Alien Protein Codes

Dr. Muzabique figured out how to manipulate six alien proteins to do three functions: construct, cut, and pack. The alien genetic code used to manipulate the proteins was found to have 6 "alphabet letters": A, T, G, C, D, N. Only he knew the top-secret algorithm, and two weeks ago, he was mysteriously found dead in his apartment.

The top-secret project is now in a fund crunch but the government decides to give it one more chance if the algorithm can be decoded. They send you the only page that was recovered from Dr. Muzabique's notebook, with one set of input instructions and output genetic codes, and ask you to decode the algorithm:

"Today was a great breakthrough! I found that large and small proteins inherently behave in different ways. The way they operate under different cellular functions..."

Input Output
Celebi, construct and cut and pack Cressela CNDATACACCNDCCATATGATGCGACND


Preserve the legacy of Dr. Muzabique! Explain how the algorithm converts input commands into output genetic codes.

The Request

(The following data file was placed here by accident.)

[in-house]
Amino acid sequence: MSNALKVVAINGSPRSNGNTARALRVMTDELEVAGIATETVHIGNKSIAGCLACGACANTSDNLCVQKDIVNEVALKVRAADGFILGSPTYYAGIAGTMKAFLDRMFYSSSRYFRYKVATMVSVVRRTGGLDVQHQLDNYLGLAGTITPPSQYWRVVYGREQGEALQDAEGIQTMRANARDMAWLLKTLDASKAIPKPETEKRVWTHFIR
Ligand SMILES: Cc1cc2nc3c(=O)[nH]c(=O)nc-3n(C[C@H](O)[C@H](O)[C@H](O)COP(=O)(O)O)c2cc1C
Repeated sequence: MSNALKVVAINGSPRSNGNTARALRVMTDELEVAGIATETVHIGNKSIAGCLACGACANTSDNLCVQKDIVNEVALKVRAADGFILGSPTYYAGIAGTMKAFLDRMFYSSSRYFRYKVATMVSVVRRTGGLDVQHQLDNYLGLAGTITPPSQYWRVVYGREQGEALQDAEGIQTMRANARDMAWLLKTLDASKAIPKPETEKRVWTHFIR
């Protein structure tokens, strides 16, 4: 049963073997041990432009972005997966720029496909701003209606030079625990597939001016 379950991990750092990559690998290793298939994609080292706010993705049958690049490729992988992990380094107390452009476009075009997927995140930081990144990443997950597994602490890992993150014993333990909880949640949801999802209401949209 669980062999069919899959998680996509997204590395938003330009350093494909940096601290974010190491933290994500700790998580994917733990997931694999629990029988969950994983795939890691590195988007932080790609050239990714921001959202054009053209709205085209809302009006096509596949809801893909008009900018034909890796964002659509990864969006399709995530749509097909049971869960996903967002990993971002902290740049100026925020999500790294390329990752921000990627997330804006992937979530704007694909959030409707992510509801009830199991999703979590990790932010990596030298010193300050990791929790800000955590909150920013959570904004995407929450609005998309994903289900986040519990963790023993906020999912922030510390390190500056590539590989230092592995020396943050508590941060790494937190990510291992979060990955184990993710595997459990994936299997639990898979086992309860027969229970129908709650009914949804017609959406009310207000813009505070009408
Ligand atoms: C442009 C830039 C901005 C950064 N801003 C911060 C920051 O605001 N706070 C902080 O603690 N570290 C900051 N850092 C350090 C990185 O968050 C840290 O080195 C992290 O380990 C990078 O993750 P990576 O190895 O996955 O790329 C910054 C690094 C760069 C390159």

Could someone please check to see if my solution below is correct? Thank you!

My Solution

Sections of the gene sequence are separated by the codon CND, like below:

enter image description here

The underlined parts are the proteins involved. The first underlined part is the protein doing the action(the first protein mentioned) while the second underlined part is the protein being acted upon(the second protein mentioned). I've color-coded the underlined parts to differentiate between proteins.

The other sections are the actions done. As hinted in Dr. Muzabique's notebook, the length of the underlined protein sequences affects the action sequences. If the first protein(the acting protein) is long, then the action sequences will represent the actions in the command. If the acting protein is short, then the action sequences will represent the actions not in the command.